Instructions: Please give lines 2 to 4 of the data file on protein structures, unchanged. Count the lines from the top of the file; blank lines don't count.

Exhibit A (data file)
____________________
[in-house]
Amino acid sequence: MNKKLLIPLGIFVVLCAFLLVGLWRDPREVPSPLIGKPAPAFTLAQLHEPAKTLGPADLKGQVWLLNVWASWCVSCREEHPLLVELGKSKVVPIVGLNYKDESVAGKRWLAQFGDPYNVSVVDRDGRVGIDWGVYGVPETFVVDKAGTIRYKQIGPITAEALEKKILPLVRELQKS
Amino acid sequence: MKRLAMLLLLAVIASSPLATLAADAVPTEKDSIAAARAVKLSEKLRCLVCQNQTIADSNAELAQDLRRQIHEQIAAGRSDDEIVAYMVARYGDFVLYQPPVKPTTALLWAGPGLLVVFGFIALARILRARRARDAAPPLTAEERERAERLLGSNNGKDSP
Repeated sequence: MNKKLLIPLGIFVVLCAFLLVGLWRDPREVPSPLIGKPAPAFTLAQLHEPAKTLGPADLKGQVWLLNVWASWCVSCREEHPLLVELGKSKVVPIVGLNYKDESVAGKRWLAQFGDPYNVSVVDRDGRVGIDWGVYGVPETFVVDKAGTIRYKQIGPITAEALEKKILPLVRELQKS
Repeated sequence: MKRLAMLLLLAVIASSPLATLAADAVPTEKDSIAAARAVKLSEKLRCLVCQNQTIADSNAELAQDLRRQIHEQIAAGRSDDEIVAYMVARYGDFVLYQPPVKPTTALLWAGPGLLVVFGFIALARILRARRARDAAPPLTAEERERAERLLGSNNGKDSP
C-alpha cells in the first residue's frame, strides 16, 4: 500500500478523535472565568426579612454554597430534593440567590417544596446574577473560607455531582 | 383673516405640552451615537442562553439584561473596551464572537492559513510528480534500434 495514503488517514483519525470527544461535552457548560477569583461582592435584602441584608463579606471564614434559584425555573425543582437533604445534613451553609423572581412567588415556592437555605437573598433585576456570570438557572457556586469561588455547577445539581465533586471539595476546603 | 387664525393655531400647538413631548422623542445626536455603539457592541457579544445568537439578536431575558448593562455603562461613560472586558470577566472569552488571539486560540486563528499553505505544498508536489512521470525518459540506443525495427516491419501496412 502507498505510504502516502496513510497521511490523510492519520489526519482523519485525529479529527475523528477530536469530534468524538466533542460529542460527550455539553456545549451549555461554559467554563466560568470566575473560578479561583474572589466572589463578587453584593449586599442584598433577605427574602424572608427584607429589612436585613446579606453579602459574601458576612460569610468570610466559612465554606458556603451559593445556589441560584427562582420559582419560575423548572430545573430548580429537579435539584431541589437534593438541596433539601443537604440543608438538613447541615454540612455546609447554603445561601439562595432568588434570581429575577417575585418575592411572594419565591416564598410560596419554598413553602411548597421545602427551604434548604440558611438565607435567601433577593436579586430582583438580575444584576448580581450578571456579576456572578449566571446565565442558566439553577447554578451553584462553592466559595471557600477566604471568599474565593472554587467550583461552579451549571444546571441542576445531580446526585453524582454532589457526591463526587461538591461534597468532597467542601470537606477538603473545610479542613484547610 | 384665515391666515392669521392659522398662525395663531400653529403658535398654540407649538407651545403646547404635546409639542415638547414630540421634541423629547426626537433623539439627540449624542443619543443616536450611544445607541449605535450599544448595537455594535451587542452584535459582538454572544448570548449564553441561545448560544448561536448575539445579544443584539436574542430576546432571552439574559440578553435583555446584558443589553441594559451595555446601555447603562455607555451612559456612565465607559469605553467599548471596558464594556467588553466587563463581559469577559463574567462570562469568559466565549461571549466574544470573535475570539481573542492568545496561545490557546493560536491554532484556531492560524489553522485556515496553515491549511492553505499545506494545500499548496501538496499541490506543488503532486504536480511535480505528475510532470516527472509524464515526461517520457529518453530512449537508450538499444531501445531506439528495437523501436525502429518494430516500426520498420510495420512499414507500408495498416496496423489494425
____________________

Amino acid sequence: MNKKLLIPLGIFVVLCAFLLVGLWRDPREVPSPLIGKPAPAFTLAQLHEPAKTLGPADLKGQVWLLNVWASWCVSCREEHPLLVELGKSKVVPIVGLNYKDESVAGKRWLAQFGDPYNVSVVDRDGRVGIDWGVYGVPETFVVDKAGTIRYKQIGPITAEALEKKILPLVRELQKS
Amino acid sequence: MKRLAMLLLLAVIASSPLATLAADAVPTEKDSIAAARAVKLSEKLRCLVCQNQTIADSNAELAQDLRRQIHEQIAAGRSDDEIVAYMVARYGDFVLYQPPVKPTTALLWAGPGLLVVFGFIALARILRARRARDAAPPLTAEERERAERLLGSNNGKDSP
Repeated sequence: MNKKLLIPLGIFVVLCAFLLVGLWRDPREVPSPLIGKPAPAFTLAQLHEPAKTLGPADLKGQVWLLNVWASWCVSCREEHPLLVELGKSKVVPIVGLNYKDESVAGKRWLAQFGDPYNVSVVDRDGRVGIDWGVYGVPETFVVDKAGTIRYKQIGPITAEALEKKILPLVRELQKS